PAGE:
Treehouses have grown up. No longer just for kids, these childhood icons now have adults climbing aboard. Inspired by TV shows like Animal Planet’s Treehouse Masters and DIY Network’s The Treehouse Guys, people use them as man caves, entertaining spots, getaways, yoga studios in the sky, screened-in birdwatching perches, and whatever else strikes their fancy.
“We tell people that all is possible,” says certified arborist Caleb White, who with partner Peter Madsen operates New Leaf Treehouse Co. in Columbia County. “Elaborate decks, finished spaces, spiral staircases—even electricity, wood stoves, and simple plumbing are within reach.”
“Adult treehouses,” like those built by New Leaf Tree Co. in Columbia County, feature elaborate decks and finished spaces but also sport whimsical additions, such as secret ladders and rope bridges.
One couple asked the two-year-old company to carve out a spot deep in the woods, not just for the fabulous seasonal Catskill views but also for the away-from-it-all tranquility. The three-month project involved using a zip-line to ferry tools to the remote site, says White. Cantilevered over a rock face with trees literally growing through the deck roof, the retreat has a secret ladder leading to a second level with built-in benches.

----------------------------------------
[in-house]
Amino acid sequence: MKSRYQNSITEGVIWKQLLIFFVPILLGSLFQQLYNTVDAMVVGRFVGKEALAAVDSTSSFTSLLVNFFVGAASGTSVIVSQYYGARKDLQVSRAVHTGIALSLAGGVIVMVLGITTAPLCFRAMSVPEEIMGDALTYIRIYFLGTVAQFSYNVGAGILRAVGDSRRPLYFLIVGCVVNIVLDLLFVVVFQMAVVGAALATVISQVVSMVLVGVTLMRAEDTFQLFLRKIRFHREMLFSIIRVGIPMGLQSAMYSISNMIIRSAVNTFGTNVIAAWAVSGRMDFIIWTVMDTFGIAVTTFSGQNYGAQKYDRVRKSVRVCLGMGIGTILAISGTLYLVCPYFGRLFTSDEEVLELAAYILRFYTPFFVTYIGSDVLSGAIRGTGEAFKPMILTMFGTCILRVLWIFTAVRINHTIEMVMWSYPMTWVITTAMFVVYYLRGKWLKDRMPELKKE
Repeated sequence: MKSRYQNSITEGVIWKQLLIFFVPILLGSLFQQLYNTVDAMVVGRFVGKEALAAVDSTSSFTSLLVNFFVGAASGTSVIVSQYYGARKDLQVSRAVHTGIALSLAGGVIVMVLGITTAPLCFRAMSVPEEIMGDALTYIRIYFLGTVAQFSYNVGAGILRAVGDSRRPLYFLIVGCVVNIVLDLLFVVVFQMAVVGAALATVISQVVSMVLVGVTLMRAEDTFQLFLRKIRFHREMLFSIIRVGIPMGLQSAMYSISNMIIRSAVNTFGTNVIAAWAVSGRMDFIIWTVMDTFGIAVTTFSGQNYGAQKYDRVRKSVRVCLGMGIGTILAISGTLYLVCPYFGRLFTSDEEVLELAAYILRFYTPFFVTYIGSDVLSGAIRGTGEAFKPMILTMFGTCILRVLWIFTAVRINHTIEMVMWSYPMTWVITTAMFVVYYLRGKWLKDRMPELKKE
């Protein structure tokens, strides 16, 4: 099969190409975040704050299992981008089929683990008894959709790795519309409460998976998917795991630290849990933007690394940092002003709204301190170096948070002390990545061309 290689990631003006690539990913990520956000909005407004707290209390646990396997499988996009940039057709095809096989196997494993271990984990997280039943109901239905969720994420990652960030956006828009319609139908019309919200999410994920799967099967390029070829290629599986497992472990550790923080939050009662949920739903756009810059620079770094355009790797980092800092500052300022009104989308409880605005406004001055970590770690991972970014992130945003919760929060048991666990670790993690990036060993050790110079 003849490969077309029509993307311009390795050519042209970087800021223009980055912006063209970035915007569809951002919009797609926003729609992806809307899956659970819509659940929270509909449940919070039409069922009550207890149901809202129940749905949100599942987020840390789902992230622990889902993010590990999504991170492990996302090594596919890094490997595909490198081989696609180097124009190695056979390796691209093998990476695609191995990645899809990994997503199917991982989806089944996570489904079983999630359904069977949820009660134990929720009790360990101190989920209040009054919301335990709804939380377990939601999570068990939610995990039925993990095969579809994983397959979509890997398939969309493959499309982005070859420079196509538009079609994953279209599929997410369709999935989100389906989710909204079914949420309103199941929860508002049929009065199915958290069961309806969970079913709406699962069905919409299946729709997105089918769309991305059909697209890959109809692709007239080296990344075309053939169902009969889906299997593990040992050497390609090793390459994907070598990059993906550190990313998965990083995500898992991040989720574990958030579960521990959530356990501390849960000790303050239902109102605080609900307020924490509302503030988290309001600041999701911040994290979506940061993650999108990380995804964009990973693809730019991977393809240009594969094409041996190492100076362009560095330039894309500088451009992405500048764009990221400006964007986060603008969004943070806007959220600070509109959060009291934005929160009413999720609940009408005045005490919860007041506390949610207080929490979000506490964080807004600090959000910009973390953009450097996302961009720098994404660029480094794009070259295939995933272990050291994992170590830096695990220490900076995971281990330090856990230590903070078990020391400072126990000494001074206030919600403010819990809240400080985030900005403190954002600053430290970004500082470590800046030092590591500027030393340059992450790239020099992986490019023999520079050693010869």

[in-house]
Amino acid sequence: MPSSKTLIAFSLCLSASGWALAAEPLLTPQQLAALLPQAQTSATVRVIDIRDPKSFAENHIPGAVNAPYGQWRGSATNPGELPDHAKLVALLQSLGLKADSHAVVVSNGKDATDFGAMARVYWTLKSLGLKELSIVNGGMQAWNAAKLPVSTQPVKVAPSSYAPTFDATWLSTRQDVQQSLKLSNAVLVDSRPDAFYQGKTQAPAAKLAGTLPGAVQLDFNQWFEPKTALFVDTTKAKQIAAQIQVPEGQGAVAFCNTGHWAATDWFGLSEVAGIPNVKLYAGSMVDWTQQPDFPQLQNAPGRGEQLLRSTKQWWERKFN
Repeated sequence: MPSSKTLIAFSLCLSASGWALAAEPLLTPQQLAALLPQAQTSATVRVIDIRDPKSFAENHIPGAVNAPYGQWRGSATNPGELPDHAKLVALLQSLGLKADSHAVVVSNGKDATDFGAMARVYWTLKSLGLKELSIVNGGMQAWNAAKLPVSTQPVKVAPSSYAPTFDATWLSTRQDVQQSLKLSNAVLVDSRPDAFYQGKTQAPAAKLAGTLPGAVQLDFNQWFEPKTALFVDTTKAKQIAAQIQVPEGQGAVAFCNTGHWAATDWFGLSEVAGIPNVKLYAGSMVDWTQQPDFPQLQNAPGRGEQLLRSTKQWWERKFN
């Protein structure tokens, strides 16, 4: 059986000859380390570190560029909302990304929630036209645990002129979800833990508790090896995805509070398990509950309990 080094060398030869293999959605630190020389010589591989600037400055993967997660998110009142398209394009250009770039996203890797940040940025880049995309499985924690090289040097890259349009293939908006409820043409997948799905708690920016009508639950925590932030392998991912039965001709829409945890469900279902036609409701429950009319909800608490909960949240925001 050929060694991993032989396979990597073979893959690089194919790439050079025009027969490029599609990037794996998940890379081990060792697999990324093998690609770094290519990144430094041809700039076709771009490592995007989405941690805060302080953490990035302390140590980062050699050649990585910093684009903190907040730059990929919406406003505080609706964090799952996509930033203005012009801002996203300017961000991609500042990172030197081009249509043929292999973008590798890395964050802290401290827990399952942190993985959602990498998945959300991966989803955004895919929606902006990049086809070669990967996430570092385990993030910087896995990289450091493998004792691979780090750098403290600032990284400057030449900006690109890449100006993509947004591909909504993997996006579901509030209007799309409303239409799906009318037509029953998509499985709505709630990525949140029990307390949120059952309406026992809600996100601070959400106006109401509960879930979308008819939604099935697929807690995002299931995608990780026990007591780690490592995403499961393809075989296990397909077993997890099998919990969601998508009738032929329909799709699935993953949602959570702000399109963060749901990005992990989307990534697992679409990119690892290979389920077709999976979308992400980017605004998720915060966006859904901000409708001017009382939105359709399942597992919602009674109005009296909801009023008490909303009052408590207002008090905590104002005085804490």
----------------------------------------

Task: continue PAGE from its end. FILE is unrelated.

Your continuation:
White’s former career building aerial-ropes adventure courses with zip-lines, climbing walls, and multilevel platforms, came in handy when they designed “twin” castle-style treehouses for rambunctious young brothers. A rope bridge supported by aircraft cable connects the two structures, which are surrounded by octagonal decks. What a great setting for a NERF-gun fight!
If you’re ready to go out on a whim and commission your own, keep in mind that each house is custom-made and built to last, so prices average $40,000 and up depending on the design. Too bad money doesn’t grow on trees!